On August 3, 2020, the Department of Homeland Security (DHS) published a final rule regarding fee adjustments for applications filed with United States Citizenship and Immigration Services (USCIS). A copy of the complete final rule can be found here. The final rule will take effect on October 2, 2020.
According to the news release, “USCIS conducted a comprehensive biennial fee review and determined that current fees do not recover the cost of providing adjudication and naturalization services. DHS is adjusting USCIS fees by a weighted average increase of 20% to help recover its operational costs. Current fees would leave the agency underfunded by about $1 billion per year.”
The new rule includes new fee increases, removal of certain fee exemptions, as well as changes to fee waivers and premium processing requirements. Some key aspects of the rule are listed below:
- Increases fees by a weighted average of 20 percent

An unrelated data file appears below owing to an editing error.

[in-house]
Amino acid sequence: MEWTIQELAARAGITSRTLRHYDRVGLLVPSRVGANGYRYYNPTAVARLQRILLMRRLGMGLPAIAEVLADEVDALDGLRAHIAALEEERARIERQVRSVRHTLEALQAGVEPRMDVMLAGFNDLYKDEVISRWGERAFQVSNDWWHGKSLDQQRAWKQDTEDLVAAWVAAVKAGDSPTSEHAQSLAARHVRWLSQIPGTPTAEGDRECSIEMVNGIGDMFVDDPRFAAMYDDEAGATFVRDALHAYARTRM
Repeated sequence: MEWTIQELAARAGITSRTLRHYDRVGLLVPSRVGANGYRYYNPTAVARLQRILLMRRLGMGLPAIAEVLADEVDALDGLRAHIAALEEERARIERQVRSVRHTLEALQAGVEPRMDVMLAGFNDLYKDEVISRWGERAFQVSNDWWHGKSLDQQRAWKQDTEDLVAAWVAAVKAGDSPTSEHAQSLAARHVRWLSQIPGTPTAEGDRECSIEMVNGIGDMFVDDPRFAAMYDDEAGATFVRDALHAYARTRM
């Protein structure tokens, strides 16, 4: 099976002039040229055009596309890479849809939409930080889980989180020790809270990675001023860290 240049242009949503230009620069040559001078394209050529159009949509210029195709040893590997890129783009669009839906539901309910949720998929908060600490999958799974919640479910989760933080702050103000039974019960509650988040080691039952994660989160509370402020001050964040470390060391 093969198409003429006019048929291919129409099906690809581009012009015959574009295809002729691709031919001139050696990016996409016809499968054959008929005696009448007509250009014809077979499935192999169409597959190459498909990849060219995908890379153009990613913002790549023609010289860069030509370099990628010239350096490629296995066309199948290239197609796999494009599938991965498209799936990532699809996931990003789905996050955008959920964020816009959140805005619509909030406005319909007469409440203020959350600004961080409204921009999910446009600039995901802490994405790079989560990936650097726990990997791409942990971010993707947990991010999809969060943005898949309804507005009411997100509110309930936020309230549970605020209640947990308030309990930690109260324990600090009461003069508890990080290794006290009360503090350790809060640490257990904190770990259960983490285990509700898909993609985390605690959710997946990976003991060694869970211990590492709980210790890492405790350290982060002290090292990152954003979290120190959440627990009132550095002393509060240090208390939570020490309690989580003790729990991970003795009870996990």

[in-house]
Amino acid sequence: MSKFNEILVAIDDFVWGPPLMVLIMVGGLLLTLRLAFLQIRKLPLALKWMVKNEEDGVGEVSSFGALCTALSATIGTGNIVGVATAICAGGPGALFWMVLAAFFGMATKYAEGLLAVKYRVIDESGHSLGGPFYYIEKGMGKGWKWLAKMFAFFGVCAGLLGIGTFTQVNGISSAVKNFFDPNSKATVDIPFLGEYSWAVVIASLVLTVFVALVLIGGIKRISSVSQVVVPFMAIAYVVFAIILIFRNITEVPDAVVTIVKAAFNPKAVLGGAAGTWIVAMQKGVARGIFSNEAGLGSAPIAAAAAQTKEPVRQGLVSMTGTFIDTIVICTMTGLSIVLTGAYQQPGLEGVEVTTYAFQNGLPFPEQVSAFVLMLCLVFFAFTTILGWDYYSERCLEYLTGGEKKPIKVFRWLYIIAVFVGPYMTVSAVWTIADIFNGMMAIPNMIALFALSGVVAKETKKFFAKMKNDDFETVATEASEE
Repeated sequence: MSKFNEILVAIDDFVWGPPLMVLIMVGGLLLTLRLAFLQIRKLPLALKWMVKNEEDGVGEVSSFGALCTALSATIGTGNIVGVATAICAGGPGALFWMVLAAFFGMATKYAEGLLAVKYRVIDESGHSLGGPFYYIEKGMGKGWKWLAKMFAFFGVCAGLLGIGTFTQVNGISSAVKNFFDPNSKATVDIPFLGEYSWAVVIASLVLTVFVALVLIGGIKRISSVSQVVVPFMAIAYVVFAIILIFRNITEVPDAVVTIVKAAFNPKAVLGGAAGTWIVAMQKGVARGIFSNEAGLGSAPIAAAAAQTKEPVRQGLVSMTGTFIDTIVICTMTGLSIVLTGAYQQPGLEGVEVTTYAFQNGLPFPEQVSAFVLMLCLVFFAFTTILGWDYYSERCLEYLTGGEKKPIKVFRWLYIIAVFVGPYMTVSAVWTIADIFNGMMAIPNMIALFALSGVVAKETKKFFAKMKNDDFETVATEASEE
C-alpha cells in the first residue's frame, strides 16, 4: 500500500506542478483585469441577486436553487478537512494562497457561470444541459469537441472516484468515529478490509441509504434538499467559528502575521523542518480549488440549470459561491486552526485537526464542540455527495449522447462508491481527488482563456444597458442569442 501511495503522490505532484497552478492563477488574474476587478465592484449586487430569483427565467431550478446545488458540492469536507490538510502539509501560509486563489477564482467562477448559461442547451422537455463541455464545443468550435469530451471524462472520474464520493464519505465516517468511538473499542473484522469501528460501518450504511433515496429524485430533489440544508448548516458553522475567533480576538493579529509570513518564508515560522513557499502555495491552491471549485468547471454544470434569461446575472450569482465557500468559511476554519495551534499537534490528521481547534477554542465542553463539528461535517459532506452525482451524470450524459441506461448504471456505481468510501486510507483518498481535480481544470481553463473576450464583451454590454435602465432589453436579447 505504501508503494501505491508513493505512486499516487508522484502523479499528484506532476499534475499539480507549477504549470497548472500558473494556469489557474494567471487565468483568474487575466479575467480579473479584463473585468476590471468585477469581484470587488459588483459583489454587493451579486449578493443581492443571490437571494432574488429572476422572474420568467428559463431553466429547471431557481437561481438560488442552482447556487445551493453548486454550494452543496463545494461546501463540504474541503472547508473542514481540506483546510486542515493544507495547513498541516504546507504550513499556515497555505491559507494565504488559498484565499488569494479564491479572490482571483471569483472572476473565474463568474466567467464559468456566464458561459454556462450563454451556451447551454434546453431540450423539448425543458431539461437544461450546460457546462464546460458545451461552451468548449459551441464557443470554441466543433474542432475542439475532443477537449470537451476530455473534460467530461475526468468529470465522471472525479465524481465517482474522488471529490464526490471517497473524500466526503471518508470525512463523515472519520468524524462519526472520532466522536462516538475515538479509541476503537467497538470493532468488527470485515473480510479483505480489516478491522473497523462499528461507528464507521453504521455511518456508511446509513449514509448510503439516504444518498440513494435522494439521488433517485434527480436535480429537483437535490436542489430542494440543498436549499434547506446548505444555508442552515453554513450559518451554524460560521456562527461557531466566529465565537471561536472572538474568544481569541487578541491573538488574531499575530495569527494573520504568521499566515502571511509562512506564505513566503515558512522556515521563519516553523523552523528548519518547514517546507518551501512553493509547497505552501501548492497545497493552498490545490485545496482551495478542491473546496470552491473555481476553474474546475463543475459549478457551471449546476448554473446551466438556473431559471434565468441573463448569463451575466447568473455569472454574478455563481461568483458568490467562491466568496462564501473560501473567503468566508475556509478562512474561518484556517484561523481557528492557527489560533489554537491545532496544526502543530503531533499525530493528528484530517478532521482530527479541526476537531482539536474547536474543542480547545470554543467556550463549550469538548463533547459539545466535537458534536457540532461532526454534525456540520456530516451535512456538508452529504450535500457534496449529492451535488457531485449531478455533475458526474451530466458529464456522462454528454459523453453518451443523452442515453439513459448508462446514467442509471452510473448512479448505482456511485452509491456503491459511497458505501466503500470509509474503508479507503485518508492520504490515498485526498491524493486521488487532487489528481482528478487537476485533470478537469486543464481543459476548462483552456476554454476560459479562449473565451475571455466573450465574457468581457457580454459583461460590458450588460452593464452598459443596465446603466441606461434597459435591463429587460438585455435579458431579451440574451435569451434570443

- Adds a $50 fee for asylum applications
- Removes the proposal to transfer money to ICE
- Retains some fee waiver
The new USCIS fees will undoubtedly impose hardships on immigrants and businesses. For example, USCIS is increasing “the cost of the application (N-400) to become a U.S. citizen by more than 80%, rising from $640 to $1,160 (for online filings, although a separate $85 biometrics fee would be eliminated).”
In addition, although there is a $10 decrease for adjustment of status applications, a separate fee will now be required for applications for employment authorization and advance parole (fees which were previously included with the adjustment of status application).
As the Trump administration continues to restrict immigration to the United States, this new rule is an additional measure that makes it more complicated and expensive for immigrants to pursue adjustment of status, citizenship, as well as other legal status within the country.